(TNS) - When the radio of a Bakersfield police officer breaks, the IT department doesn’t call the manufacturer for a replacement. They go to eBay to try to find extra parts.
The 20-year-old public safety radio system for both Bakersfield and Kern County is outdated. The manufacturer of the radios no longer services the devices nor produces parts for upgrades.
Agencies like the Bakersfield Police Department and the Kern County Sheriff's Office use their radio systems for officers and the dispatch centers to communicate with each other.
The city and county have begun formulating a strategy for updating the aging analog system to digital.
A report from a consultant estimated in 2017 that replacing the current radio system would cost about $76.7 million. The city would cover about $16.2 million of the cost, with the county taking $60.5 million.
“Essentially (the plan) is under review as far as whether or not it moves forward or waits for another time,” said Megan Person, director of countywide communications.
The city hopes the 1 percent sales tax increase, which is expected to raise $50 million annually, could help fund the new system.
“We have no money for it. So the sales tax is the best opportunity,” said Bakersfield City Manager Alan Tandy.
If the tax increase does not pass in November, Tandy said, the radio system will remain in place for the time being.
But doing nothing doesn’t sit well with some public safety officials.
“One of the hardest things that I do as chief is give direction to staff to go out and put themselves in harm’s way for the greater good,” Bakersfield Police Chief Lyle Martin said in an email. “To think that I will be sending them out there with less than adequate radio equipment keeps me up at night. The radio is their lifeline to back-up and lifesaving resources for the public.”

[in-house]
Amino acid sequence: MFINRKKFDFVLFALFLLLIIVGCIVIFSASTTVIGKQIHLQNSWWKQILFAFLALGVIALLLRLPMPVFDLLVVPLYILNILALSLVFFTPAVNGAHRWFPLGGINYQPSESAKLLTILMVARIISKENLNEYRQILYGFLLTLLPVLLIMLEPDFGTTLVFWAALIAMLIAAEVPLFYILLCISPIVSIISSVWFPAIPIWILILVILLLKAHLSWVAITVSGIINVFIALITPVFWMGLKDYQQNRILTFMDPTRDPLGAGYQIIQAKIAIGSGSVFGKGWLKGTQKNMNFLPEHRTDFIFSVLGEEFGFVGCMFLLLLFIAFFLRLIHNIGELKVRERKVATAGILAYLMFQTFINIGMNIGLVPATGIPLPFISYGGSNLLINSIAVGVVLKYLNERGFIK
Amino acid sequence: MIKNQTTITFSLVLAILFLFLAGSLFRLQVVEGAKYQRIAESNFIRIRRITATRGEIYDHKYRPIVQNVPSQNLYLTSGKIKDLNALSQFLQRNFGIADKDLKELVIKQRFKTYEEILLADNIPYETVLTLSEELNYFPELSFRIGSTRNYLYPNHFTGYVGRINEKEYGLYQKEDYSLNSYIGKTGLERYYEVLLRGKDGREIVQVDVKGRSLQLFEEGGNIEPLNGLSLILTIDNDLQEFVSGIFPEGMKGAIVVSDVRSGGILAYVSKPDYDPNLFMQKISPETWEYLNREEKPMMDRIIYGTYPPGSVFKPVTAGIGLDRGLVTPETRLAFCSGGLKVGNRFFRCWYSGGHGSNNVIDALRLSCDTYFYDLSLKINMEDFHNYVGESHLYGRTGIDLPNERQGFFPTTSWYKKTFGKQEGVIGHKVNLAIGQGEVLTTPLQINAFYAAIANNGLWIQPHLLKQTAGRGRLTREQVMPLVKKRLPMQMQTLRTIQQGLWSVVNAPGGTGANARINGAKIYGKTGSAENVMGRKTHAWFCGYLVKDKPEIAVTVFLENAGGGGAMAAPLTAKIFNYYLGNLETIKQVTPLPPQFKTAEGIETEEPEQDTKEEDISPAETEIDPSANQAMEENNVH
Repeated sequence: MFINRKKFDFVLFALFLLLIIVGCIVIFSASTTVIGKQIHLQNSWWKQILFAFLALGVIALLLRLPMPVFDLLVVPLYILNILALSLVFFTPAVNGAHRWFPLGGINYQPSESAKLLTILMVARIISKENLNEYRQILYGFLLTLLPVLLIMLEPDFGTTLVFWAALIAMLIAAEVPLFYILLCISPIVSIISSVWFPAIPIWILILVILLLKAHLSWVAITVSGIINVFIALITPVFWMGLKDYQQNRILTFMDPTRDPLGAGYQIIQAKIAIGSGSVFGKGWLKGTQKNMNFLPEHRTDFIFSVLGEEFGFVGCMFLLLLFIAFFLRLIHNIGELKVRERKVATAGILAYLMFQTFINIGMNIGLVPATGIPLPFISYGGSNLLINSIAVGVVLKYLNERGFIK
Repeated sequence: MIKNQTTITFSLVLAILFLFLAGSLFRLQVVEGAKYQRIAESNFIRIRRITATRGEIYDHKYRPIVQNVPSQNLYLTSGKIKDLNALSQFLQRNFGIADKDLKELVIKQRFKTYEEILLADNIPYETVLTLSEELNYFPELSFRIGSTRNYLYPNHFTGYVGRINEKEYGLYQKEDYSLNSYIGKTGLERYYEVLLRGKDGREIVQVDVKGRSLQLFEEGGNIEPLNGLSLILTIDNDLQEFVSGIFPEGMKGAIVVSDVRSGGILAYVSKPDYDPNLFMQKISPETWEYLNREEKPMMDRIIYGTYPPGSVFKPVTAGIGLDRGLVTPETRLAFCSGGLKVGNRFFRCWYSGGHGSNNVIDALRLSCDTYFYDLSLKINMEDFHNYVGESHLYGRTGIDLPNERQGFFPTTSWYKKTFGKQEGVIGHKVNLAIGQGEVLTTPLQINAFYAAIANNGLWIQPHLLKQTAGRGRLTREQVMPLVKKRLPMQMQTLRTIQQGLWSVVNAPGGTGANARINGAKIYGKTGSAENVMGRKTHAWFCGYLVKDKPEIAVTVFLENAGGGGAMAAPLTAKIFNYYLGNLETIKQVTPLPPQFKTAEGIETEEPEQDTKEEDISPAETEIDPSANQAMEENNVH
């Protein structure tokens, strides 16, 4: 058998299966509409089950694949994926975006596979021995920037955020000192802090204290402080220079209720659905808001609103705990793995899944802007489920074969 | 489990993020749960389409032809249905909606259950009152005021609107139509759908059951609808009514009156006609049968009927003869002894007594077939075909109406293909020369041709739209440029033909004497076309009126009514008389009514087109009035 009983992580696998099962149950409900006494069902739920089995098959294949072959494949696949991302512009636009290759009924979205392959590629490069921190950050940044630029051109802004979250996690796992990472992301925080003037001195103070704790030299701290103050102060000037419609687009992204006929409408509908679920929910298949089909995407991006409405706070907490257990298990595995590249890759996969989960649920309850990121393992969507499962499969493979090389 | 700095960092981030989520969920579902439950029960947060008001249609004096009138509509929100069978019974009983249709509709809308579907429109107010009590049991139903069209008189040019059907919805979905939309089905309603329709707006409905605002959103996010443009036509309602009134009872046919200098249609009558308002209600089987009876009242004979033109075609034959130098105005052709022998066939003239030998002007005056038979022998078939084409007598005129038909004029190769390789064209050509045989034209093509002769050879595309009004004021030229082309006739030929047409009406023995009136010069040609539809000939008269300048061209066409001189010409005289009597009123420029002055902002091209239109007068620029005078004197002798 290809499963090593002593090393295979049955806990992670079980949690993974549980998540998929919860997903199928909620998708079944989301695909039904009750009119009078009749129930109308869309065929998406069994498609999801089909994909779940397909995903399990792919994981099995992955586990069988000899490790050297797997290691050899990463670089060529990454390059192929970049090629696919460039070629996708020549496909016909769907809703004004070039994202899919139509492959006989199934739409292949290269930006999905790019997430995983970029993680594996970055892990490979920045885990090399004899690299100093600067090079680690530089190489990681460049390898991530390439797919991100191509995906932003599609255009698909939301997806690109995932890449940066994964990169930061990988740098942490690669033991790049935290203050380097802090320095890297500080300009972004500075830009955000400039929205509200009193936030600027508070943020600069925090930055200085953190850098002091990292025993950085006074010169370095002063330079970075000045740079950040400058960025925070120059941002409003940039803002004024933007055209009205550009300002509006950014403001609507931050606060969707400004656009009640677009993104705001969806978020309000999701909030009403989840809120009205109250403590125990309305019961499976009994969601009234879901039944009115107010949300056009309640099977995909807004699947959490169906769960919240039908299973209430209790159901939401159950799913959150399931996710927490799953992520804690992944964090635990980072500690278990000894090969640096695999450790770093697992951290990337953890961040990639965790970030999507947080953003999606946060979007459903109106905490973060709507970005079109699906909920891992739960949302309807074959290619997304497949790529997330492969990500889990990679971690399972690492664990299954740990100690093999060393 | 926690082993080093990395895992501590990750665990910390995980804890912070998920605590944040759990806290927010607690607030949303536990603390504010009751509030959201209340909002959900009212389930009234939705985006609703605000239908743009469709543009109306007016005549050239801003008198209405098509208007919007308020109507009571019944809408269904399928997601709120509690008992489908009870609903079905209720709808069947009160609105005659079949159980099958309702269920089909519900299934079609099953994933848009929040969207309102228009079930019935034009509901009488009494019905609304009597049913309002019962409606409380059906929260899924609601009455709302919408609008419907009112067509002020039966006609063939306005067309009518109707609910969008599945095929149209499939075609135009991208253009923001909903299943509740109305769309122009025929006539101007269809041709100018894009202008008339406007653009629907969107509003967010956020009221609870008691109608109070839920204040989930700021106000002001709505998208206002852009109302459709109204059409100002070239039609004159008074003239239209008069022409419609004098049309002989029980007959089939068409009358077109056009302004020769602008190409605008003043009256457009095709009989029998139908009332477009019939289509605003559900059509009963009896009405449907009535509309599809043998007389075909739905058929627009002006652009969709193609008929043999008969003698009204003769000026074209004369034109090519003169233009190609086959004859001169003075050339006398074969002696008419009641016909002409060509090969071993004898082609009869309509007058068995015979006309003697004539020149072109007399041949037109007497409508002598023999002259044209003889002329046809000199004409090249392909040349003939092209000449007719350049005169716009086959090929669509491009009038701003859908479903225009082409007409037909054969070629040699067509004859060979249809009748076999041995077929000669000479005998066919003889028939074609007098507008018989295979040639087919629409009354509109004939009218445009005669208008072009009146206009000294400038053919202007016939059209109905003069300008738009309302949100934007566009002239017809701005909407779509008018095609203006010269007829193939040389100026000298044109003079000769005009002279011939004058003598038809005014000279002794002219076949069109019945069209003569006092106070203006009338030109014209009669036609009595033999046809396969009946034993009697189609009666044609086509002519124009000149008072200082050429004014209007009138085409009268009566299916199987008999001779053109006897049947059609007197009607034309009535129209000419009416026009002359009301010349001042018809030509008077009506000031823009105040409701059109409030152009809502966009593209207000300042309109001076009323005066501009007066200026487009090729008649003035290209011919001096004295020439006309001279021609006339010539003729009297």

A new radio system would boost the signal strength for police and fire radios, as well as modernize the equipment being used.
“Think of big, old, boxes for TVs and what flat-screens are now,” Tandy said. “It’s a technological shift.”
New radio towers would need to be constructed in a process that would take around two years.
“It’s going to push the signal into areas where we normally haven’t had it,” said BPD Public Information Officer Brian Holcombe. “So concrete buildings will no longer be a problem.”
Under the current radio system, coverage inside certain concrete buildings within the city becomes spotty. Police would no longer have an issue communicating inside those areas with new radios, Holcombe said.
The new system would have the advantage of linking county and city communications, which would make it easier for public safety workers in different departments to talk to each other during emergency events.
“The possibilities with new technology like this are endless,” Holcombe said.
But for now, the possibilities are more restricted.
“We will probably be on eBay until our circumstances change,” Tandy said. “It’s something you can get by with for a while but eventually it becomes too problematic.”
You can reach Sam Morgen at 661-395-7415 or email@example.com. You may also follow him on Twitter @smorgenTBC.
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